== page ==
via Luminous Lint, from the private collection of Laddy Kite, LL/47897 

ca. 1870-75, [carte de visite portrait of Fanny Conant among spirit arms and hands showering her with flowers], William Mumler
via the Metropolitan Museum of Art, Faking It: Manipulated Photography Before Photoshop

ca. 1870-75, [carte de visite portrait of Fanny Conant among spirit arms and hands showering her with flowers], William Mumler

via the Metropolitan Museum of Art, Faking It: Manipulated Photography Before Photoshop

ca. 1860-90’s, [carte de visite collage of a gentleman’s head on a plate]
via Luminous Lint, from the private collection of Laddy Kite, LL/47899 

ca. 1860-90’s, [carte de visite collage of a gentleman’s head on a plate]

via Luminous Lint, from the private collection of Laddy Kite, LL/47899 

ca. 1860-1900’s, [cabinet card collage of a women scolding the held head of another woman], Carl v. Gedde  via Luminous Lint, from the private collection of Laddy Kite, LL/47892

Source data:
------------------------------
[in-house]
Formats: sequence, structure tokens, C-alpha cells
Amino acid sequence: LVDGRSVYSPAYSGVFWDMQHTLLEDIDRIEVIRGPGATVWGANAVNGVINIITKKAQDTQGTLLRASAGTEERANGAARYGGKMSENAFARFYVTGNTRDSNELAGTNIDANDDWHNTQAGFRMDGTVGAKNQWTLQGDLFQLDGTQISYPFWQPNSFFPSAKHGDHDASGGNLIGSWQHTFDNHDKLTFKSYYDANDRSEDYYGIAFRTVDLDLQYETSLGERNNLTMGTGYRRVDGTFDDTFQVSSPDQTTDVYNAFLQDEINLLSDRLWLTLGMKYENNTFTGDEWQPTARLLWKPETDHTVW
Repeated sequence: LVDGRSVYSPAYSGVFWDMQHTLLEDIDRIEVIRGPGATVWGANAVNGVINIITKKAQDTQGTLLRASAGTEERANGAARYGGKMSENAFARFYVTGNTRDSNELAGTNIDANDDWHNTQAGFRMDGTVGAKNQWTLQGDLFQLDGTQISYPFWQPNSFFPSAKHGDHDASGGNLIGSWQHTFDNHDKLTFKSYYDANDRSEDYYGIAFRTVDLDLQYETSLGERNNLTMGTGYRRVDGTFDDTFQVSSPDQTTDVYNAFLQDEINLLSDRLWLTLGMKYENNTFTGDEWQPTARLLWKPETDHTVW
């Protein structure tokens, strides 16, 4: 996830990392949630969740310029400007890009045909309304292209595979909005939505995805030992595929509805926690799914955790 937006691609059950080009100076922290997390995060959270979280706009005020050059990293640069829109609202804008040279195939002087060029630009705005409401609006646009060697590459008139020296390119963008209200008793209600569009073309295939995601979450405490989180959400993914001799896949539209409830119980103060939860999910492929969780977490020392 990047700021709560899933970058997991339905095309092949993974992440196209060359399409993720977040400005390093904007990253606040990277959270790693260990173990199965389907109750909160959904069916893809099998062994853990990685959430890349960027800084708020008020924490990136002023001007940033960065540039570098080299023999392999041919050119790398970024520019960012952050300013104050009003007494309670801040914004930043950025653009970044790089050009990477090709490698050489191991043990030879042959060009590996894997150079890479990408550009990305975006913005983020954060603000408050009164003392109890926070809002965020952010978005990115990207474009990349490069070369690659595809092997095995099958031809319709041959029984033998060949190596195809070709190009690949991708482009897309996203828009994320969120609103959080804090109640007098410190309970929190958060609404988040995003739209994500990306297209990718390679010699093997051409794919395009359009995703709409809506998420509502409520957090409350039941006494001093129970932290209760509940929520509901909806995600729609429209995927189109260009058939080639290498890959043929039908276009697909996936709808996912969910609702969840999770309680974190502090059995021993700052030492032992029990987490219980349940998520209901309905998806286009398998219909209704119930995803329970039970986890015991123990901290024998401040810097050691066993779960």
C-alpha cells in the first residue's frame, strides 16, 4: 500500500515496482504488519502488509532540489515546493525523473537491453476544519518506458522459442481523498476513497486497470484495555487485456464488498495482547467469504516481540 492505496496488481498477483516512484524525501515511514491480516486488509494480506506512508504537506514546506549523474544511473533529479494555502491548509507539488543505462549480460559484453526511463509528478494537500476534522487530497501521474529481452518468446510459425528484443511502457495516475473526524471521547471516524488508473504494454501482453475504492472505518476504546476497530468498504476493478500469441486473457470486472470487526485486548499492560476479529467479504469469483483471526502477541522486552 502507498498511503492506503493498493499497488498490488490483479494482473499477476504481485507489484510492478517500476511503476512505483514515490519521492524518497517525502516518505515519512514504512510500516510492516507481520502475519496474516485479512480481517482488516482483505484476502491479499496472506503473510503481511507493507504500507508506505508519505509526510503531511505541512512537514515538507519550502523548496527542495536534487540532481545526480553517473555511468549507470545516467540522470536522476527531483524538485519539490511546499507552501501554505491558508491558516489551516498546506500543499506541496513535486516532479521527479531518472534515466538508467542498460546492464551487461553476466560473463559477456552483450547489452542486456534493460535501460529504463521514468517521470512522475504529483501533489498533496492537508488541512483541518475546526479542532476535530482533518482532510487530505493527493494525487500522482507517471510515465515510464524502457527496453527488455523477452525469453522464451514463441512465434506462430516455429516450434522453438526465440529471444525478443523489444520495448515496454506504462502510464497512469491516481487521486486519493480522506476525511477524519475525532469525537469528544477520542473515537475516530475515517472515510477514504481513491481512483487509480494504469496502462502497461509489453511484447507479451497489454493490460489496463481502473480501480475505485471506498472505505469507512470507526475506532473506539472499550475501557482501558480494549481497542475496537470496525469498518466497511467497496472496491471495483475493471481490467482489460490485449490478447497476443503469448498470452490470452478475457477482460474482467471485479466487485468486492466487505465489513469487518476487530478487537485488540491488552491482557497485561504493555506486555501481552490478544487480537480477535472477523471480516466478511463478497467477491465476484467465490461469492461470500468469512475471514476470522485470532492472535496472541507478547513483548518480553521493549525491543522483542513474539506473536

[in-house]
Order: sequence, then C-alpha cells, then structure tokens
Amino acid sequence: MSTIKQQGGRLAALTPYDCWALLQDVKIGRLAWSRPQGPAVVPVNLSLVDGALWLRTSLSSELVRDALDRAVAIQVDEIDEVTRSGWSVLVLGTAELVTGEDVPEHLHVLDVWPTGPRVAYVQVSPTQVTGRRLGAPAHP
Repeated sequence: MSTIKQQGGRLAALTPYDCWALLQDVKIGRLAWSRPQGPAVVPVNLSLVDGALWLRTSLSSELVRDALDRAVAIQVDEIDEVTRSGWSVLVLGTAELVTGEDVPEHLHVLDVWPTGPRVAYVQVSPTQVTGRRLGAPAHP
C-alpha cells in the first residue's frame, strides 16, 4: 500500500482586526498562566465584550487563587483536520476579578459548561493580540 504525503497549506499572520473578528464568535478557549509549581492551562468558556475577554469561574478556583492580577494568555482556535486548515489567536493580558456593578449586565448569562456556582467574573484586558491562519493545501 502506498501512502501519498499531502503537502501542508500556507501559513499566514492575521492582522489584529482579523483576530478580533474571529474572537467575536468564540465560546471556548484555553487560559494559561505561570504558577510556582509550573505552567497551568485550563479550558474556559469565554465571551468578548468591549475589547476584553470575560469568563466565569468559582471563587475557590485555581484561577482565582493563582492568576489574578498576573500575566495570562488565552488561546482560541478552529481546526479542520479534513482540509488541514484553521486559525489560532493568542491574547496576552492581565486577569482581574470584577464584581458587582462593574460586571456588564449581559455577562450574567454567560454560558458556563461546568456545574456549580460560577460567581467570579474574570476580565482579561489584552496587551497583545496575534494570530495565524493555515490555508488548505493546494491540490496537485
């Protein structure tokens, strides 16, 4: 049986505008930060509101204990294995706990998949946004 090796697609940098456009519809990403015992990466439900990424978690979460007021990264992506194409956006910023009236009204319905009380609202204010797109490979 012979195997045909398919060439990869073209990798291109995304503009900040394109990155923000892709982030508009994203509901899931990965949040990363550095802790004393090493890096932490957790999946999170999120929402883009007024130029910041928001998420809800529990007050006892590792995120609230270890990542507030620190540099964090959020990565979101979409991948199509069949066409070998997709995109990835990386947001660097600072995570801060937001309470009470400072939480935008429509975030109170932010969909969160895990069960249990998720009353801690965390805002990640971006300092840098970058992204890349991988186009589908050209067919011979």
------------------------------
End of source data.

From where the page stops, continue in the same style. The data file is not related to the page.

ca. 1860-1900’s, [cabinet card collage of a women scolding the held head of another woman], Carl v. Gedde 

via Luminous Lint, from the private collection of Laddy Kite, LL/47892 

"Until the handkerchief of history covers us with its Times New Roman black and white post script..."

This blog is a collection of vernacular photography and ephemera focused mainly within the curious and often misunderstood realm of 19th century America. I have a soft spot for all things silly, antiquated, macabre, and grotesque. The content is from a variety of collections; public, academic, and private. In addition, there's an occasional emphasis on Ulysses S Grant and the Civil War, as well.

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Browse by Photograph Type: Tintypes, Daguerreotypes, Ambrotypes, Carte de visites, Albumen prints, Cabinet cards, Silver prints

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Affiliates: Haitian History